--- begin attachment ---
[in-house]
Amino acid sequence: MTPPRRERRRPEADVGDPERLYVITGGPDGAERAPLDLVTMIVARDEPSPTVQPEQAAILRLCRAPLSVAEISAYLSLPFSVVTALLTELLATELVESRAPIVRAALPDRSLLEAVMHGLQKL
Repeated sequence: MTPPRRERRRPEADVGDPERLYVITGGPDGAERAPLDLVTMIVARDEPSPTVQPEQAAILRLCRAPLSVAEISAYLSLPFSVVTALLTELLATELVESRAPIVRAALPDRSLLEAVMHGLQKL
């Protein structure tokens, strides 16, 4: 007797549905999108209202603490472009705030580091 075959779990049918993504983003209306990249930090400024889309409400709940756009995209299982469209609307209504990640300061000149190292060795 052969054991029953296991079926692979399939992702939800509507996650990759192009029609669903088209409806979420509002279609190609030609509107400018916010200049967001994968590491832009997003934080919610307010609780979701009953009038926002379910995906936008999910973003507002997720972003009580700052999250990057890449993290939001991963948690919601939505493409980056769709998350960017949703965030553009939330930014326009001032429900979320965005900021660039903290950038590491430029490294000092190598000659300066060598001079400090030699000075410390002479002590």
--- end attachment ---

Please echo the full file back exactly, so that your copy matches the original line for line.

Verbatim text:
[in-house]
Amino acid sequence: MTPPRRERRRPEADVGDPERLYVITGGPDGAERAPLDLVTMIVARDEPSPTVQPEQAAILRLCRAPLSVAEISAYLSLPFSVVTALLTELLATELVESRAPIVRAALPDRSLLEAVMHGLQKL
Repeated sequence: MTPPRRERRRPEADVGDPERLYVITGGPDGAERAPLDLVTMIVARDEPSPTVQPEQAAILRLCRAPLSVAEISAYLSLPFSVVTALLTELLATELVESRAPIVRAALPDRSLLEAVMHGLQKL
């Protein structure tokens, strides 16, 4: 007797549905999108209202603490472009705030580091 075959779990049918993504983003209306990249930090400024889309409400709940756009995209299982469209609307209504990640300061000149190292060795 052969054991029953296991079926692979399939992702939800509507996650990759192009029609669903088209409806979420509002279609190609030609509107400018916010200049967001994968590491832009997003934080919610307010609780979701009953009038926002379910995906936008999910973003507002997720972003009580700052999250990057890449993290939001991963948690919601939505493409980056769709998350960017949703965030553009939330930014326009001032429900979320965005900021660039903290950038590491430029490294000092190598000659300066060598001079400090030699000075410390002479002590």